is a self-described “Polish girl from the southside of Chicago.” Growing up, her family spent holidays and Sundays with her grandmother and great-aunts and -uncles, eating traditional foods. Her grandmother Ann’s pierogi, a dish traditional in Eastern and Central Europe, were always a family favorite, specially made for Christmas Eve. “We looked forward to it all year,” Clare recalls. “When I moved to the West Coast, I couldn’t think of having Christmas without pierogi, so I called and asked my grandmother for the recipe. I always light a candle in the kitchen when I’m making them, hoping that her spirit will join me. I think it’s important to keep family food traditions alive, especially ones that come from ‘the old country.’”
Clare and her husband, Dan, own a private chef and catering company, Island Thyme Gourment, on Hawai‘i Island, where they have lived since 2002. When working with clients, they strive to help people understand the cultural significance of Hawai‘i’s foods. Clare is on the board of Slow Food Hawai‘i and a member of Les Dames d’Escoffier, Hawai‘i.
What is the story behind this dish?
It’s been around Eastern and Central Europe for centuries. My grandmother’s family immigrated from Poland to Chicago, where she was born, and they brought the recipe with them. We always ate pierogi on Christmas Eve. It was usually made by my grandmother, and my mom would make some of the other traditional foods we would eat on that day. Our family always made the pierogi with mashed potatoes, sauerkraut or sweetened ricotta cheese. Cheese was everyone’s favorite, but now that I’m older, I lean towards the sauerkraut.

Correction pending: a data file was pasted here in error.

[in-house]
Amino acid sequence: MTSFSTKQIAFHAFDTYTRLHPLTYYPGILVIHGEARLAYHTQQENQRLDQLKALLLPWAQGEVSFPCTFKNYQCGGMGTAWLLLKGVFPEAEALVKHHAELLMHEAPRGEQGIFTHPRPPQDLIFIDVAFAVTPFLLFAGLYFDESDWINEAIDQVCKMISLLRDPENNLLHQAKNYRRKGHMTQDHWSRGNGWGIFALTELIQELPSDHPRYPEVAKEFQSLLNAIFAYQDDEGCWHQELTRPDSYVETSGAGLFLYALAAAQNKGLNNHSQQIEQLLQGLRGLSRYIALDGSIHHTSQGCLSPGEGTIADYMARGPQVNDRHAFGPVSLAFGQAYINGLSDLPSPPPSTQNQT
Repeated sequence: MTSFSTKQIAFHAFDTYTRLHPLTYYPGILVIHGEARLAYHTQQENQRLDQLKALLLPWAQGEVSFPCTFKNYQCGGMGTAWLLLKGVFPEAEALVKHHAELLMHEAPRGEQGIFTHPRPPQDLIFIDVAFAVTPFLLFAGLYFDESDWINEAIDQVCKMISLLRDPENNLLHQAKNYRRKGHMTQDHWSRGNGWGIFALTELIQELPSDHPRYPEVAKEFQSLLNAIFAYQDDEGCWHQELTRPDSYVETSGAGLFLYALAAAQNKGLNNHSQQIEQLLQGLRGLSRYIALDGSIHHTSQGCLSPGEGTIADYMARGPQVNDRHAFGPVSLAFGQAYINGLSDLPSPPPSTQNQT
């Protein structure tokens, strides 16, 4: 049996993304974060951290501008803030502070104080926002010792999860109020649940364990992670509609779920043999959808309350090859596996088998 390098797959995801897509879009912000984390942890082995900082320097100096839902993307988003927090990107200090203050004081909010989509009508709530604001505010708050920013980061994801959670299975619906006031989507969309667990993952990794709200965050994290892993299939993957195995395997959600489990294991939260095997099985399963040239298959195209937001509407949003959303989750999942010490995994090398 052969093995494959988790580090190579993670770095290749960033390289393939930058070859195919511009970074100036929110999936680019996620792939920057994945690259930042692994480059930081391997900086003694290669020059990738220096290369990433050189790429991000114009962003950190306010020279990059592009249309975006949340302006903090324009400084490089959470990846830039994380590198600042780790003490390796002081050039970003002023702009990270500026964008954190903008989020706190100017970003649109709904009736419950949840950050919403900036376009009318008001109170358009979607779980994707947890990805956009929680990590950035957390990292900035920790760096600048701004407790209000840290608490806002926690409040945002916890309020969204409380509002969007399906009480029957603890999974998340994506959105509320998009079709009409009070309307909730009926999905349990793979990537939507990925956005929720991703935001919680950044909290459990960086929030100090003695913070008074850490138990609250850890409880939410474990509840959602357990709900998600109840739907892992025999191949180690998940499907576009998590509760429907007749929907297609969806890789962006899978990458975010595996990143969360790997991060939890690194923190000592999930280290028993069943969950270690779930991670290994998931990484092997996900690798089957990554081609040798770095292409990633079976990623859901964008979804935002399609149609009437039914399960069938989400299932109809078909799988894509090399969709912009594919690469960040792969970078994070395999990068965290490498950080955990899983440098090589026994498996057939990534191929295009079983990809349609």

How did you become the person who cooks for the family?
I’m actually not the one who cooks at home! My husband, Dan, is a chef, and he does 90% of the cooking. I taught him how to make my grandmother’s pierogi recipe, and he does a great job! My sister, Laura, has adult children and grandchildren, and it’s been a priority to cook healthy food for her family, as well as carry on traditions we grew up with. We recently made pierogi together at her daughter’s home in Houston, with her granddaughter’s help — we had three generations of hands on that dough!
Why do you feel it’s so important to preserve our food traditions?
Great traditional food always has a story to it. My husband and I run a private chef and catering company and work with many visitors. When we feed people poi or taro, I always tell them the Hawaiian creation story before they eat. I think it’s important for people to understand the cultural significance of kalo because it helps them connect to this place and this food. When people know the story behind poi — how it’s the first food local babies eat; how it was a traditional Hawaiian staple food, how it’s meant to be eaten with other foods — they can have a greater connection to the food, culture and place. It becomes more than a wooden bowl of grayish purple substance they see at hotel lu‘au.
Grandma Ann’s Pierogi is our October 2019 Tūtū’s Kitchen dish